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Half Marathons: 4 tips for the Beginning Runner

Dec 22, 2009

While half marathons can seem intimidating at first glance, they're doable even for running novices. Slow but consistent training is the key to completing a half. If you're new to running, look for a race that is about three months away, so you can start small and build up steadily with your training.

1. Properly Plan

Some say you can train for a half marathon in eight weeks, but that's with the assumption you'll be working out five times a week. Few have the time to get in that many weekly runs, so allow for at least three months, to accommodate the weeks you're busy and can only run a few times. Five-workout weeks should include two short runs, one medium run, one long run and a cross train. When starting out, your short run should be about one to two miles, your medium three to four and your long five-plus miles. If the long run distance sounds intimidating at first, do two medium runs for the first several weeks. Add one mile of distance to each run category every 2 to 3 weeks, so that by the end of your training you hit about five miles on your short run, eight on your medium runs and you max out around 10 miles for your long run. If you can only get in a few workouts a week, do a cross training session, a short run, and a combination of the long and medium run distances.

2. Start Slow

Attempting a sprinter's pace at first is one of the easiest ways to become discouraged with your plan. Your pace should feel like a jog initially, especially on the long runs. As you get stronger, continue running slower at the beginning of your route and leave your energy for a good, hard push at the last half mile or so. If you're interested in speed, keep one of your short runs about one to two miles throughout your training, and use that one for a more intense pace. Instead, run hillier routes for an additional challenge.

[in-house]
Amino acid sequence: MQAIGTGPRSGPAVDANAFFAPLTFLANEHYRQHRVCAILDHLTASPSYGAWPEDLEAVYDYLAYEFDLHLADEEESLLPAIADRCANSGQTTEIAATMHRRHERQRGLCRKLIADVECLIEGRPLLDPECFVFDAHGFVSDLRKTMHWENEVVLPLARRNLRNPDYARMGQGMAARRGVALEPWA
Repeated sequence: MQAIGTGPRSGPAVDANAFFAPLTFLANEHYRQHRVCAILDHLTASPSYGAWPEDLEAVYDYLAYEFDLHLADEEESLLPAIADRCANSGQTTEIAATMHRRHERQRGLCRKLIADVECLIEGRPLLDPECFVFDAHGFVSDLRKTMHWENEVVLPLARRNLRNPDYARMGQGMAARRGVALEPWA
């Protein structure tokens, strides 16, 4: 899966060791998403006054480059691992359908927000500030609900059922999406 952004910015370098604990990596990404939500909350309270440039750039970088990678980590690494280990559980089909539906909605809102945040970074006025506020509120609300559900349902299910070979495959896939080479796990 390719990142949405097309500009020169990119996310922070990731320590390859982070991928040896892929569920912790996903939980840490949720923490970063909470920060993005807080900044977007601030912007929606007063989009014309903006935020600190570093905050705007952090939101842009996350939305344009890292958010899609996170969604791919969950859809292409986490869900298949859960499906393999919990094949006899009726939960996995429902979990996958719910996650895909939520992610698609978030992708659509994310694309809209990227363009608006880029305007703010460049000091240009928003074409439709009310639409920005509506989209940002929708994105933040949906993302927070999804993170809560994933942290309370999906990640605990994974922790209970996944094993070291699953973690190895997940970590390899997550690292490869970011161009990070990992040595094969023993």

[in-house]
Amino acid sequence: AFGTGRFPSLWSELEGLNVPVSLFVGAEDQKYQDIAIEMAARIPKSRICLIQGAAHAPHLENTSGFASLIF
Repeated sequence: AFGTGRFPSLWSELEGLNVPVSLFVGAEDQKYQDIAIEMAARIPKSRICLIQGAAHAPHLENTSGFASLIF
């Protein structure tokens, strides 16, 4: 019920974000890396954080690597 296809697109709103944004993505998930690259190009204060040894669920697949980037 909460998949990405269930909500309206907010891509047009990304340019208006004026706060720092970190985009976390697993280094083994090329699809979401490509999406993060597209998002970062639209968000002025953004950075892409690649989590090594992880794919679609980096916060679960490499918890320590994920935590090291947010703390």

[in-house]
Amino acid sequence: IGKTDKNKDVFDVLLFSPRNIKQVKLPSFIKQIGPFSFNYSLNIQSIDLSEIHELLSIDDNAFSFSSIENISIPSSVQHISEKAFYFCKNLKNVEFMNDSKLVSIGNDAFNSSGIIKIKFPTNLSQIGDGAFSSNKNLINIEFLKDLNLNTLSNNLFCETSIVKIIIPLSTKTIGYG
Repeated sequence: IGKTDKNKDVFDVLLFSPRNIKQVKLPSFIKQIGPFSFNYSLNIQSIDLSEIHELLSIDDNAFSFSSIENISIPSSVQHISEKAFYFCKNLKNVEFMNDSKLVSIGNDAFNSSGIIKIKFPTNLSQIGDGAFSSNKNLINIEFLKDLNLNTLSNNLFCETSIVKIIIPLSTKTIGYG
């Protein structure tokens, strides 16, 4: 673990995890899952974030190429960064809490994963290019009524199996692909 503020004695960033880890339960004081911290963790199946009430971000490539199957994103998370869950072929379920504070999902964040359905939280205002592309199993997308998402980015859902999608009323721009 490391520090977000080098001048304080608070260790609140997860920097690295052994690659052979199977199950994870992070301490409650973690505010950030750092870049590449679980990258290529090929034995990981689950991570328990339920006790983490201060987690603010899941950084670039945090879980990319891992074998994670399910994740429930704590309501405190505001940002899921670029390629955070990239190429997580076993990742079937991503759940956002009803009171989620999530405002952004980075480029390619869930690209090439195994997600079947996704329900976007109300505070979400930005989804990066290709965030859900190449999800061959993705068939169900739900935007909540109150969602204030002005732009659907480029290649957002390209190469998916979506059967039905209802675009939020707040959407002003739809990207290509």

3. Total Body Workout

This is the reason behind the day of cross training in your workout plan. A cross train workout can be almost any form of exercise that's not running, including walking, biking, dancing, step class, yoga, pilates, strength training or any combination thereof. This helps build up the other muscles in your body and improve your overall agility. Strong arms will help you pump and propel yourself during the half, and good back muscles will maintain your posture and form. Don't forget to stretch fully after each running and cross training workout, as the increased flexibility will boost your muscle function and prevent injuries.

4. Ease up the Final Week

As the final week before the half marathon approaches, give yourself a rest. You've done all the work you can at this point to condition and strengthen your muscles and respiratory system for the half, so this week should be about rejuvenation. Go for a medium run at the very beginning of the week and a lightly paced two-mile run the day before the race. Otherwise, focus on stretching every night and eating healthy.

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